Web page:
Wednesday, July 30, 2008

Russia's Nuclear Energy Investment

Russia-NuclearThe English-language news site Russia Today is reporting that Prime Minister Vladimir Putin will invest $40 billion (US) in the country's nuclear energy industry over the next seven years.

After that he [Putin] expects the industry will become self-financing.

...Prime minister Vladimir Putin says Russia's budget, boosted by high oil revenues, has enough cash to finance expansion of the country's nuclear power sector.

A terrific amount of money - more than 40 billion dollars - is to be allocated from the state budget for development of the nuclear energy sector and the nuclear industry by 2015. We’ll have to build 26 major generating units in Russia in the next 12 years - about as many as were built in the entire Soviet period.
Some financial context:
At today's exchange rate, $40B (US) = 937 billion Rubles.
937B Rubles / 7 = 134B Rubles invested per year.

According to the IMF, Russia's GDP in 2007 was $1.3 trillion (US) or 30.2 trillion Rubles. Based on 2007 GDP numbers, the Russian government's annual investment in the nuclear industry translates to .44% of the country's GDP.

And what does .44% of the 2007 US GDP look like? $61 billion.

[Edit: That $61 billion outlay would be per year, though GDP is obviously a volatile variable. The point of the number crunching was to establish a benchmark comparison: what would a like capital investment mean in the U.S.]

8 comments:

Finnerty said...

Note to the next administration and congress: you may want to keep up with the Joneses, er, Putins.

Anonymous said...

Just to be clear, that's $61B/year in the US, or $427B for the seven year period (compared to the $40B in Russia).

Soylent said...

Anonymous, per year.

I'd rather the US goverment didn't meddle too much in which energy source is adopted and just provided a level playing field for the energy sources to compete on, but there's just no chance in hell of that happening.

KevinM said...

Yes, please use that tax money for something else. More effective would be:
1)Less regulation.
2)Maybe tax advantage for being carbonless.
3)Some form of post- project approval that locals with pitchforks and lawyers can't shut a plant built to spec down.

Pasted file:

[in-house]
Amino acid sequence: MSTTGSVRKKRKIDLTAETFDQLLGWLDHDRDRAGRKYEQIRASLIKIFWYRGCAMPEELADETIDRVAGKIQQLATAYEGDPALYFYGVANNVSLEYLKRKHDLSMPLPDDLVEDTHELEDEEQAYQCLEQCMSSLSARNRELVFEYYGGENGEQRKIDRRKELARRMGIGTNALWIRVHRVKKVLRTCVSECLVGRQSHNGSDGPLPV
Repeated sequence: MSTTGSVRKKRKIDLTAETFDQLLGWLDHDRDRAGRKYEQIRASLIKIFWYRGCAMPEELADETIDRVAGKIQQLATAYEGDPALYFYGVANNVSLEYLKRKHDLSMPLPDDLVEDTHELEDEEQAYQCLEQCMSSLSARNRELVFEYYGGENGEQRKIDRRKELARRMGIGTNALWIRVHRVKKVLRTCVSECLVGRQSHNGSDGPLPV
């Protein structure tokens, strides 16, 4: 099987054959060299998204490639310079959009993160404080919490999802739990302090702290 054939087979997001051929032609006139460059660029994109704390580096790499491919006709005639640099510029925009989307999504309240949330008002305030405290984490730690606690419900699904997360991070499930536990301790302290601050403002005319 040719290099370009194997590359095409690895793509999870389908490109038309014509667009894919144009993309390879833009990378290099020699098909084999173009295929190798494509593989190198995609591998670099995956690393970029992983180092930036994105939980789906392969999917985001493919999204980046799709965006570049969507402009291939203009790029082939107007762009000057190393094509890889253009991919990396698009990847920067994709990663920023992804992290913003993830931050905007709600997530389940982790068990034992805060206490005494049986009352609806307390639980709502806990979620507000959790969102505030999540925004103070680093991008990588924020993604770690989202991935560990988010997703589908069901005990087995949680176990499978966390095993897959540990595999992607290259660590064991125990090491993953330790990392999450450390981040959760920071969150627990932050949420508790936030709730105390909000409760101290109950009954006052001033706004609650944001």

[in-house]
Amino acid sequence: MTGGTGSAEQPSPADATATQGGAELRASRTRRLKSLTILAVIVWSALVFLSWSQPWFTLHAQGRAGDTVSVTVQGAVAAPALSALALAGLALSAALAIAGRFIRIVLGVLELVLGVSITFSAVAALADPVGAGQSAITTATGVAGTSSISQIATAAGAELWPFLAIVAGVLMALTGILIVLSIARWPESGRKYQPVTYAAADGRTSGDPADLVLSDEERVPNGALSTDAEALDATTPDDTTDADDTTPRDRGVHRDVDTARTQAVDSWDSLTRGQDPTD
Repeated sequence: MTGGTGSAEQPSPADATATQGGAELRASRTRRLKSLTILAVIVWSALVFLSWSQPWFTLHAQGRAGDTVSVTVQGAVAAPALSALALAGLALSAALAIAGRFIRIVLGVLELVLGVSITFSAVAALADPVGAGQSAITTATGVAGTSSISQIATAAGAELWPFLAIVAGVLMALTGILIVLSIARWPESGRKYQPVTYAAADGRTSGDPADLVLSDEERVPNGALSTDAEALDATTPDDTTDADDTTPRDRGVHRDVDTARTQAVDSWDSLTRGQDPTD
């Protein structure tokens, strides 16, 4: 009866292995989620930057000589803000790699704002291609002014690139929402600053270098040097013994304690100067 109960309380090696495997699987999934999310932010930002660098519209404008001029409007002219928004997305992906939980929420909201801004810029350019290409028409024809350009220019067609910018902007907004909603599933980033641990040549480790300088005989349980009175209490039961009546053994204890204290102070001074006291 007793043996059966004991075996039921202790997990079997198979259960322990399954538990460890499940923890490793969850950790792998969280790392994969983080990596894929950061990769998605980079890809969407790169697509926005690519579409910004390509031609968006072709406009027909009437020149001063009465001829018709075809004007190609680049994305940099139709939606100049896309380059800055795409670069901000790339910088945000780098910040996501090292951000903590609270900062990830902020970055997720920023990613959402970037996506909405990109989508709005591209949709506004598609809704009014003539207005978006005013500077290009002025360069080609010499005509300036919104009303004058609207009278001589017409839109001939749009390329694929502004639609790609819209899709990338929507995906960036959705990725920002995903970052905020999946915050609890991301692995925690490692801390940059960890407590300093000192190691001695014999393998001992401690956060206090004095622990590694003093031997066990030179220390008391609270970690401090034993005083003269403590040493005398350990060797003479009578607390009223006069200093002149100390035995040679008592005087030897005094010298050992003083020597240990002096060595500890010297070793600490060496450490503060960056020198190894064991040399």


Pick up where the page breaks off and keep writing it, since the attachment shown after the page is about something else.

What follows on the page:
Sovietologist said...

I've written a blog post about some other aspects of Putin's nuclear energy announcement. It sounds like they're determined to build a "commercial" LMFBR.

Anonymous said...

Russia is an energy superpower.. it seems fitting to me they are taking the lead on advanced nuclear reactor technology.

From the cold war days the Russians must also have great expertise in all things nuclear.

--aa2

robert merkel said...

Frankly, in the context of the US economy, $61 billion per year is chicken feed - roughly $20 per person, per year.

Joe Thank You said...

I think at least the readers of this blog can identify with the sentiment that we in the US should invest more in technologies which can lead us to our energy independence.

However, it's important to note that Russia and the US have completely different economies. There are more differences in the state of each nation's energy industry than just the magnitude of real wealth per capita (of which the GNP is really a metric). However, GNP is still probably the simplest and most appropriate yardstick to use here.

It's still tough to try to figure out what this means for the everyday person in a more tangible sense.

Actually, in the calc above you missed an order of magnitude there, for ~300M people in the US, it'd be closer to $200 per person to come up with $60B. That's a new laptop for every American every few years.

However, it's still not a horrible number if you compare it with how much we're spending on gasoline, corporate bailouts, and college educations. Oh, I forgot to mention this little 7 year military action that I like to call "The War on Dirty Tactics".

Also, I'm not sure history would suggest that we follow the Russians when it comes to nuclear energy policy. It's kind of difficult to ignore the single most consequential event in nuclear energy's operating history.